Cichlid Fish Forum banner
1 - 2 of 2 Posts

·
Registered
Joined
·
56 Posts
Hi,

Coming in a little late, but here goes:

1) You need transient ammonia / ammonium to feed the nitrosomonas to get nitrites which feed the nitrobacter to get the benign-at low-level nitrates which are consumed by plants or diluted by water changes. Why did you put an ammonia absorber? It sounds like your tank hasn't yet cycled. If you have an emergency ammonia situation you should continue the WC's and the liberal use of Prime. Prime binds up the ammonia, but it is still available to the nitrosomas.

2) Also, why did you put charcoal in your filter? It has value only to remove medications, since due to clogging it has a useful life in an aquarium of only a few days.

3) Stop cleaning your filter. The biological filtration especially should be left alone until your tank has fully cycled as defined as zero ammonia and zero nitrite. Even when done properly, cycling a tank can take more than 6 weeks. Sorry to say, it seems that some of the actions you've taken have inhibited the process.

4) It sounds like you have a veritable chemical laboratory at your house. That's good. Me too. OTOH, please realize that your $10 aquarium hobby test kits - especially GH and NO3 - often give inaccurate and sometimes crazy-wrong, results. They need to be tested versus a standardized solution http://www.rexgrigg.com/diy-reactor.htm#kit (bottom of page) for an example. Otherwise, test kits should be used to indicate direction, like positive or negative. If your ammonia kit or nitrate kit show "positive" take action (BTW, these two kits, TG, tend to be more reliable).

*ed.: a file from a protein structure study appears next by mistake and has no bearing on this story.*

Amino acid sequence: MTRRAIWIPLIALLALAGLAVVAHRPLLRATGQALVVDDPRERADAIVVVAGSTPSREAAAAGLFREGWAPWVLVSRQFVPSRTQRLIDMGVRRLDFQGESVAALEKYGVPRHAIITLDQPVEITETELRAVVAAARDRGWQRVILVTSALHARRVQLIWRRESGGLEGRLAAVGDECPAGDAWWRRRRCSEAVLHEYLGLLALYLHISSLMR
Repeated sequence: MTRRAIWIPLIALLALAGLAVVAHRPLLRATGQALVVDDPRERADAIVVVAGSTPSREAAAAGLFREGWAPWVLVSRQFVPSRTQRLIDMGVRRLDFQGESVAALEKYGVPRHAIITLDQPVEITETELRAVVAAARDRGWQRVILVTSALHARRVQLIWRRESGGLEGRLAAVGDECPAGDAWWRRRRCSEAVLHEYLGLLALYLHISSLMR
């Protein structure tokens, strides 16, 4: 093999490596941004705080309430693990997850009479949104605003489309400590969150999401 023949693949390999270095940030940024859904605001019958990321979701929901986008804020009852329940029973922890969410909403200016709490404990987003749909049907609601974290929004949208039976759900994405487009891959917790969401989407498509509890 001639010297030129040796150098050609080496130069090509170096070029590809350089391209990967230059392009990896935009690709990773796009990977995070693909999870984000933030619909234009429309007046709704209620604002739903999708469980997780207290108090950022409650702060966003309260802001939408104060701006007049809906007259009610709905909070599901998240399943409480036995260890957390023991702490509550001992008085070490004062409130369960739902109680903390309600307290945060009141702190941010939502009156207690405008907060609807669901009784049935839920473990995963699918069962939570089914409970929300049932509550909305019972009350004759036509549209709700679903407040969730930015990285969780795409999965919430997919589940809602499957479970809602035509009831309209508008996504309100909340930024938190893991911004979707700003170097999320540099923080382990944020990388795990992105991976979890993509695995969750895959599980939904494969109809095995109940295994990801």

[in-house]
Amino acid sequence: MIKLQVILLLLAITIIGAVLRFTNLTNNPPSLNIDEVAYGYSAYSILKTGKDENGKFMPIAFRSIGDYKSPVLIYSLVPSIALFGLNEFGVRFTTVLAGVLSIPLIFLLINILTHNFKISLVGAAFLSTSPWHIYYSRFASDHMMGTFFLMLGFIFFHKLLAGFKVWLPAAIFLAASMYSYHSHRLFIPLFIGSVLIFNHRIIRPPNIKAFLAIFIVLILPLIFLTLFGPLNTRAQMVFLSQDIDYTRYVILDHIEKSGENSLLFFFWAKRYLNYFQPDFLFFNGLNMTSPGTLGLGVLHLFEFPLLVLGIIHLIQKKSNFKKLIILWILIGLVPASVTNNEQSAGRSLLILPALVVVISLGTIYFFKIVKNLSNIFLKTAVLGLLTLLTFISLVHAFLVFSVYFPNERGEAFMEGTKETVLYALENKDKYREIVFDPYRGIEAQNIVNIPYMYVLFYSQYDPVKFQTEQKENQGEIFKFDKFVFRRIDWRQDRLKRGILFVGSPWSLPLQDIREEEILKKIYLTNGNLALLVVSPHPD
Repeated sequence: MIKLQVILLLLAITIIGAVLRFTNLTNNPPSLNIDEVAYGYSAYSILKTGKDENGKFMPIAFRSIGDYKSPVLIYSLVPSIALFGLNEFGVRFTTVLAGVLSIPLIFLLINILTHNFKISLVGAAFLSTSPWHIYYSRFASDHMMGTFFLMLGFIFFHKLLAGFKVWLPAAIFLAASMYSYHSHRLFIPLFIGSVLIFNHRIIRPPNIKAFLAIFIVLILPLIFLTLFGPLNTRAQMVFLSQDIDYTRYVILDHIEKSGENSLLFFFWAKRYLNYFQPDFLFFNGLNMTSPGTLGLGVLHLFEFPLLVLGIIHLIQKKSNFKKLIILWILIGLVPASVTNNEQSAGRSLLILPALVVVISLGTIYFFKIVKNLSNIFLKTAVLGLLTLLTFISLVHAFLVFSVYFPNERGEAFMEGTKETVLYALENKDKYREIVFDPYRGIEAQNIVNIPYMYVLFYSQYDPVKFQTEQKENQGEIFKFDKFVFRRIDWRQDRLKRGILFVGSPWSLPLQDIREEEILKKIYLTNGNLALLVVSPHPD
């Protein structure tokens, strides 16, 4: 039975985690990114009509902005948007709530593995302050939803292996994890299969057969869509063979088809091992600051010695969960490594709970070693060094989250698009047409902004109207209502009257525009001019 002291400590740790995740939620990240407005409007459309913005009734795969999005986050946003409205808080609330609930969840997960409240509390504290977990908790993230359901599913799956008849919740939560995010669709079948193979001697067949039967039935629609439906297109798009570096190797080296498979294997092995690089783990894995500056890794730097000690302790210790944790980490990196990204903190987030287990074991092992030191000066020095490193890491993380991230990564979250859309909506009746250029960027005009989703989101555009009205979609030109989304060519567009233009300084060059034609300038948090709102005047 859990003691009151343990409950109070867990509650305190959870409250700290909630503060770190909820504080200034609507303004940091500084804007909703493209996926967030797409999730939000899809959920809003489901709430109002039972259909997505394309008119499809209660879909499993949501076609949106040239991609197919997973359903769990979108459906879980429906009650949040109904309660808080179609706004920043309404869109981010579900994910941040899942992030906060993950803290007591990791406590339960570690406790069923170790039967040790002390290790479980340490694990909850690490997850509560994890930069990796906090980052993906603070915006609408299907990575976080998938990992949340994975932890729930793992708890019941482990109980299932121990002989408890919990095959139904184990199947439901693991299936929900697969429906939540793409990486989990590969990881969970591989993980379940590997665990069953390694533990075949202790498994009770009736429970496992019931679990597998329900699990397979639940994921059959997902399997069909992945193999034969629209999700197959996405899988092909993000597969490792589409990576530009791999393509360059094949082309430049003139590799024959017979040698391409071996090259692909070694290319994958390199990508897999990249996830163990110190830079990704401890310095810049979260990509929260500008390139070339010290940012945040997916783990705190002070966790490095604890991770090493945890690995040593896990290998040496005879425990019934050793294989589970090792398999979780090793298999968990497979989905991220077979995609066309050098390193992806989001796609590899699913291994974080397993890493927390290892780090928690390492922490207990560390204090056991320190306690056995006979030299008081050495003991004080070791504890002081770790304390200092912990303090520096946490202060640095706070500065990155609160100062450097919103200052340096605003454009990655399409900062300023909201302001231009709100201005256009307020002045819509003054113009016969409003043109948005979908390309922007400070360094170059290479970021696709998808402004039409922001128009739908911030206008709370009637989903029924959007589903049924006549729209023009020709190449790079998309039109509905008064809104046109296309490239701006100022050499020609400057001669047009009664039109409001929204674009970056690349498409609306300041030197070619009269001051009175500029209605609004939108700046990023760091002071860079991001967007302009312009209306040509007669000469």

You'll be relieved to learn that once your tank is up and running, you'll be able to back off on the WC's.
 

·
Registered
Joined
·
56 Posts
If you must have a test kit for chlorine / chloramine:

http://www.customaquatic.com/estore/con ... -RLR440006

I use these strips to test whether chloramine has broken through the carbon cartridges on my RO units.

If you have enough plants, then there would have been no point to cycling your tank. Test your ammonia kit, as suggested above.

After you're cycled and have been changing your water regularly for a few months, you might want to play the scientist again and test all of the variables. But if you get an unexpected number, first question the kit. If its accuracy can then be confirmed using a standard solution, distilled, or even tap water using your water company's analysis, then think through actions to address the possible problem. The kits commonly available to the hobbist are only better than nothing. Even the LaMotte kits should be dealt with in the same way.
 
1 - 2 of 2 Posts
This is an older thread, you may not receive a response, and could be reviving an old thread. Please consider creating a new thread.
Top